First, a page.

Fey credits all the women she’s worked with for her success.
“My whole life is just ride-or-die bitches as far as the eye can see,” she said.
She says the word bitch is a compliment, quoting the titular heroine in “Unbreakable Kimmy Schmidt,” the Netflix series she co-created and co-executive produces.
“The community of women that I work with have always inspired me to do better,” she said. “To be the best I can be, if not better.”
She said it is for that reason that she makes an effort to hire women.
“I made a vow to myself to not accept that privilege of being the only woman in the room…to use any power I had to create opportunity for others,” Fey added.
Fey was honored for her support of Reading Is Fundamental, the nation’s leading literacy nonprofit since 1966. The organization, which was founded by Margaret McNamara (former secretary of defense Robert S. McNamara’s wife), has distributed 415 million books to more than 40 million children across the country and enlisted a million volunteers to bolster literacy rates.
“In these crazy times, when there’s so, so much going on and there are genuinely urgent new causes every day, I also want to make sure that we go back and continue to support organization like Reading Is Fundamental who have been doing incredible work for decades and not let them fall fallow,” Fey continued.
She also stressed the power of reading.
“Reading is power. Reading is access. Reading is the foundation for everything,” she said. “Every child should be able to read.”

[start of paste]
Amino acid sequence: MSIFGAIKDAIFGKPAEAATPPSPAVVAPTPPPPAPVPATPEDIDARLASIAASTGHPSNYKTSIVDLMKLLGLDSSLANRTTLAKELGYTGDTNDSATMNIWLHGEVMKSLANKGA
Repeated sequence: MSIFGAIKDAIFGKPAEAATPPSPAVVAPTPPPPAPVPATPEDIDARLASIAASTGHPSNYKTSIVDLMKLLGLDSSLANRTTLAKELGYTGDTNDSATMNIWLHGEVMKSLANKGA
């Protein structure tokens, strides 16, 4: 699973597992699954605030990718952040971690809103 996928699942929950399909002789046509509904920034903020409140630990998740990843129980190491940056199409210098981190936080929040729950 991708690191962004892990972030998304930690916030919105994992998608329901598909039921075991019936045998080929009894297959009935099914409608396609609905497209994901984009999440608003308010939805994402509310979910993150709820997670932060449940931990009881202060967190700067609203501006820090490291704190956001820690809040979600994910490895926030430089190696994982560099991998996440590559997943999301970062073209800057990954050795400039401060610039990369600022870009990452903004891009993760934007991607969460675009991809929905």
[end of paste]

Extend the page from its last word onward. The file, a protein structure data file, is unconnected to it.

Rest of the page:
She closed her speech by encouraging everyone to donate to the org, under any name — whether that be their favorite children’s book author or Vice President Mike Pence.
For the famed “Saturday Night Live” and “30 Rock” star, the cause hits close to home, as she remembers being read to every night growing up.
“My dad would work and come home, and that would be daddy-daughter time,” Fey told Variety for one of this week’s cover stories. “I remember him reading me ‘A Christmas Carol’ when I was in the second grade. And my teachers in school being like, ‘You’re reading this?’ He was like, ‘You can understand this.'”
She also discussed spending the last five years writing the “Mean Girls” musical for Broadway and offered her thoughts on the recent women’s empowerment movement, saying, “I think it’s long overdue. I’d like to believe from here on out, this gives people a point of reference. I actually think Time’s Up is a very good name. It’s sort of saying, ‘I know we used to do it this way, but from now on we’re not.'”
As a prominent show creator and current executive producer of “Unbreakable Kimmy Schmidt,” one of Fey’s missions has been to hire people from diverse backgrounds. “I think in comedy rooms, especially, women are treated like expensive cappuccino machines,” she says. “Where it’s like, ‘We have one. Why would we have two?!’ That’s too much pressure on that one person — to carry that, to be the African-American writer, the female writer. It’s always about changing the chemistry of the room. The more diverse the room is, it automatically becomes better.”